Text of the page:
May 2001. My dad is still alive. Craig’s mom turns 75. A party is planned for the May long week-end in Vancouver. Her twin sister Louva is still living in Richmond. Is that where the party is? I don’t remember. Oh, wait a minute, we weren’t there. We went to Spain for a month. Did we not know about the party? Was the trip already booked when the party got planned?
Nevertheless, off we go, the family no doubt muttering about our gypsy ways as they all gather with Laura & Louva at a Richmond restaurant. We fly to Madrid.
Madrid is our first experience of having booked accommodation on line. Craig has found an inexpensive place, centrally located, in the heart of old Madrid. The room is ok. Nothing special but clean. No a/c and it is 40 degrees during the day, with very little cooling at night. The massive concrete buildings absorb the head and hold it all night long. The only window in the room is about 20 ft up on the wall and faces into a ventilation alcove. No air. No relief from the heat. Brutal for sleeping. But we manage and it is only a few days.
I learn that central Spain is officially the hottest place in Europe. We are here during a particularly hot late spring. Out on the streets people literally run from one patch of shade to the next. Even then it is hot, but a bit of shade is far better than out in the open under the scorching hot sun. We sit in the evening in outdoor cafes, some with trees and greenery. The sun long gone. As long as we just sit, it is bearable. Hot, but bearable. As soon as we move we start to sweat. It is that hot still at 10 PM. Our room is like an oven. An incubator. A sauna. We shower and flop down on top of the bed. Naked. No covers. Still sweating.
We rent a car somewhere. Madrid? No, I think we take a train or a bus to Cordoba and rent a car there. In Cordoba we luck onto a hotel upgrade that lands us in a room that looks like the interior of the cathedral. All these years later I am kicking myself for not taking photos. I could go back and see if it is still there. Take a room and take photos.
The cathedral is magnificent. A blend of christian and muslim. As is all of southern Spain. Andalusia. Small alleys of whitewashed buildings, window boxes brimming with geraniums, colourful shops, outdoor cafes. What’s not to like about Cordoba?
Sevilla is next. Larger and more cosmopolitan than Cordoba. We find an interesting hotel with wrought iron balconies and stairs in an indoor courtyard. See the cathedral and other churches, the World’s Fair buildings, the cafe culture, the river. We take a dinner cruise. Out on the river is the coolest we have felt since leaving Vancouver.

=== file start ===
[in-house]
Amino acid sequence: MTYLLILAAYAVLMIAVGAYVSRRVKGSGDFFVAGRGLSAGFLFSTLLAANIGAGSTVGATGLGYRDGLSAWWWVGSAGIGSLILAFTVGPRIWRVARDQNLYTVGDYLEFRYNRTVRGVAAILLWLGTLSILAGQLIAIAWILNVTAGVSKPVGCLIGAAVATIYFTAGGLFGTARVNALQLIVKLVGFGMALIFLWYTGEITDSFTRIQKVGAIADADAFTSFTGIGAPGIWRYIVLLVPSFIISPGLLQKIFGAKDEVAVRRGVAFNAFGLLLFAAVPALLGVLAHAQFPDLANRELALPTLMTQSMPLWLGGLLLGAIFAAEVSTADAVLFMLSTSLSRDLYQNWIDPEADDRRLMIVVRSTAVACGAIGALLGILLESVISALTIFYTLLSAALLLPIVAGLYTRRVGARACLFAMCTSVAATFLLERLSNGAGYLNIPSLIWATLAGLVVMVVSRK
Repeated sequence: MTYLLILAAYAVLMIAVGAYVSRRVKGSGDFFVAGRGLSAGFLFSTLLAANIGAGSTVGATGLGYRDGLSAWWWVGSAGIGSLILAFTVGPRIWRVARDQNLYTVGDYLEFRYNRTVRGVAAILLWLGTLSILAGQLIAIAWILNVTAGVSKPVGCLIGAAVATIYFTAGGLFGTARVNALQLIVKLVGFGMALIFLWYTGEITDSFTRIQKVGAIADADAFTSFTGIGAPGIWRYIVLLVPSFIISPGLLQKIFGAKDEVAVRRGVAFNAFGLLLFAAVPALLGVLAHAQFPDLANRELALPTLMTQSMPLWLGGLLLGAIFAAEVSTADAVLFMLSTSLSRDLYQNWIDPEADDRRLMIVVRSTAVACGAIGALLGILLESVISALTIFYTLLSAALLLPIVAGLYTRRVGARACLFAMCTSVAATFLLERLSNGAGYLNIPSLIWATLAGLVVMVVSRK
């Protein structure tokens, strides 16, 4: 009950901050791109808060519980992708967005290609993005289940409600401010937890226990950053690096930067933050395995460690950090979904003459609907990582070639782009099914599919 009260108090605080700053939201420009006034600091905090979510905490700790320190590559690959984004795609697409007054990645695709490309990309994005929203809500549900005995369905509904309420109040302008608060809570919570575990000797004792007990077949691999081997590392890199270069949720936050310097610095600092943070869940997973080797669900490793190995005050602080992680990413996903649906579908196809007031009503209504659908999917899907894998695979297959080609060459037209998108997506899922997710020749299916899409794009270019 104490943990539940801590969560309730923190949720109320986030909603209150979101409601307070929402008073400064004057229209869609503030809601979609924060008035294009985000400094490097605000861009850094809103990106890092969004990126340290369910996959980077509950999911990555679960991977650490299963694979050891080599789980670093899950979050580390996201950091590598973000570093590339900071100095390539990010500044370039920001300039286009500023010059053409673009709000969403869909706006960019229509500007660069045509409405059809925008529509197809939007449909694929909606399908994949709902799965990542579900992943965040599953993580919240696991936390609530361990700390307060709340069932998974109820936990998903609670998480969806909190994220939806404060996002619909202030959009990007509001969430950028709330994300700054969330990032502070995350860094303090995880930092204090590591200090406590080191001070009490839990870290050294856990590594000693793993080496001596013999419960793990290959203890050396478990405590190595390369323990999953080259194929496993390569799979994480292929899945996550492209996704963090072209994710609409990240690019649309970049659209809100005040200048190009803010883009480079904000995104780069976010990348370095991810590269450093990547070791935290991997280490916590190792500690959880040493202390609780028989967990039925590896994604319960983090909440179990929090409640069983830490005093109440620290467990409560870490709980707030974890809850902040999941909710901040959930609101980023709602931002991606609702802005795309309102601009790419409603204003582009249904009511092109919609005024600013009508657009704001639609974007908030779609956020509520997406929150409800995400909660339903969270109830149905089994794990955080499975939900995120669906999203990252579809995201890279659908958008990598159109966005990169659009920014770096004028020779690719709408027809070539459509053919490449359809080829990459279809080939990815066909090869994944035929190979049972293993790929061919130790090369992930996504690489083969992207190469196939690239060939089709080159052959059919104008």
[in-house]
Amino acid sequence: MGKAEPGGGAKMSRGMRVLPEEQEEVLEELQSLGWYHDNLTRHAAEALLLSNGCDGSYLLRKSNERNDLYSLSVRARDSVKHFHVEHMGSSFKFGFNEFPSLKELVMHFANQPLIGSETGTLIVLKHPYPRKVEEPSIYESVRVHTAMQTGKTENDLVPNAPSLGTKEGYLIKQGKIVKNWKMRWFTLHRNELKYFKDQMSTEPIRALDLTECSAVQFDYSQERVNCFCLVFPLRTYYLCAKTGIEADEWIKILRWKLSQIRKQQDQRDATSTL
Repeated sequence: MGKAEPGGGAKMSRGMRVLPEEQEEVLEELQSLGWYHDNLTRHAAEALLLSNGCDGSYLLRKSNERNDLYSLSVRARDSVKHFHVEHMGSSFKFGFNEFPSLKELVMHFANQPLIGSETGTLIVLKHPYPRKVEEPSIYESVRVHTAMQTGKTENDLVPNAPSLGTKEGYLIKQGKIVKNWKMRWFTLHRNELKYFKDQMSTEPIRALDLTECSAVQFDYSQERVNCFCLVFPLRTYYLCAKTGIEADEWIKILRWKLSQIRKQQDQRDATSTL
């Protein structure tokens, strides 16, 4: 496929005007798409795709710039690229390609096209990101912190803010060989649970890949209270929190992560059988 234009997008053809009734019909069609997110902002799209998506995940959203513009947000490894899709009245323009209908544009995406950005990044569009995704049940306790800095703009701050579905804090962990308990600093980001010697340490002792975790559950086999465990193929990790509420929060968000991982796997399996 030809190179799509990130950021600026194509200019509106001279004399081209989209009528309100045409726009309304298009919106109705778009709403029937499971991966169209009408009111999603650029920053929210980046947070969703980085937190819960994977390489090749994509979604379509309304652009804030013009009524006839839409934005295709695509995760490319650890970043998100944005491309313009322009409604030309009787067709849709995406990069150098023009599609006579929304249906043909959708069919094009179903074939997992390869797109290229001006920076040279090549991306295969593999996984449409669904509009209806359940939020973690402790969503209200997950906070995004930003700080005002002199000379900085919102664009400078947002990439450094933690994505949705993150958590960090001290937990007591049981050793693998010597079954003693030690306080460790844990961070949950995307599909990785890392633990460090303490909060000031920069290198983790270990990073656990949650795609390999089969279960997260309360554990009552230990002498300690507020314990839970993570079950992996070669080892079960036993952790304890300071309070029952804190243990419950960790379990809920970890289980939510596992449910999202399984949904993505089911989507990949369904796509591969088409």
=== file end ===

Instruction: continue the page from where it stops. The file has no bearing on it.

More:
Grenada. The Alhambra. The white cities. Ronda. Wow! We watch ladies’ tennis on the TV in our very luxe and modern room at the Reina Christina Hotel in Granada. How did we find it and book it? In our guidebook? Did we make a phone call from the previous hotel? Did I use my rudimentary Spanish? Maybe I kept a travel journal? Must look. So much forgotten.
The Reina Christina is close to a large rectangular square. Shops and restaurants ring the periphery. We find one we like. Gazpacho is our new lunch go-to. Cold tomato and cucumber soup and cold beer. Anything to beat the heat.
We find our way down to the coast, to the famed Costa del Sol. Land in a town named Nerja. The hotel is in a new part of town on its own. Construction everywhere. But it is a short walk down to a nice beach and a slightly longer walk into the town. We buy a striped beach umbrella.
Dinner every night in the town, walking along the “balcon de Europe”, bit of rocky land that juts out into the sea. Discover seafood soup. Sharing big bowls of it with crusty bread and red wine. I buy pottery. The vases at the lake. The two patterned luncheon plates in the city. A few other pieces. Buy a sturdy carry-on bag for our fragile treasures. Lug them home.
The last days are spent farther north up the coast. We stop and have a meal at Marbella. Walk the boardwalk with the other chi-chi tourists this place attracts. I look for Antonio Banderas.
That night, finding ourselves with few lodging options, we take a room at a holiday motel a bit off the beach. I think we have to drive to the beach? Or it is a long walk? Memory fades after almost 20 years.
Already we see that the pool area is filling up with unattractive Brits who are smoking and drinking fairly copiously. The men are tattooed. The women dyed red-heads and strawberry blonds. Beer guts hanging over the men’s too skimpy bathing trunks. Mountainous bosoms toppling out of low-cut bathing suit tops. A few two-piece masterpieces too grotesque to describe. Coronation Street goes to the Costa del Sol.
We find it hard to not join them for a short time. One drink and then we escape to the car and the nearest town with a bar and cafe. We learn the men are ex-navy. Not too surprising. We leave them laughing uproariously at someone’s drinking or fishing story. One of the women has fallen into the pool and landed with her drink safely held high out of the water. The party is just beginning.
Our room, as do all the rooms, faces onto the pool. Even with the door closed and blinds drawn, we can hear them, log after our return, long after midnight. Do we spend one or two nights here? Maybe only one. Or maybe we spend the second day driving up the coast and stopping at the beach? Coming back at the end of the day to spend one more night with the British ex-navy and their wives.
At the end of the trip we agree that flying in and out of Madrid was a mistake and that if there is a next time, Malaga is the better airport. Madrid was hot and dirty. The Prado was closed. I’ve been there before anyway. Food ok, but way too much ham, cheese and white bread. Not my go-to nutritional staples. It was so much less exotic than Turkey, Greece, Morocco, Italy, all of Asia. It is a very nice and interesting place, just a bit pedestrian for our tastes.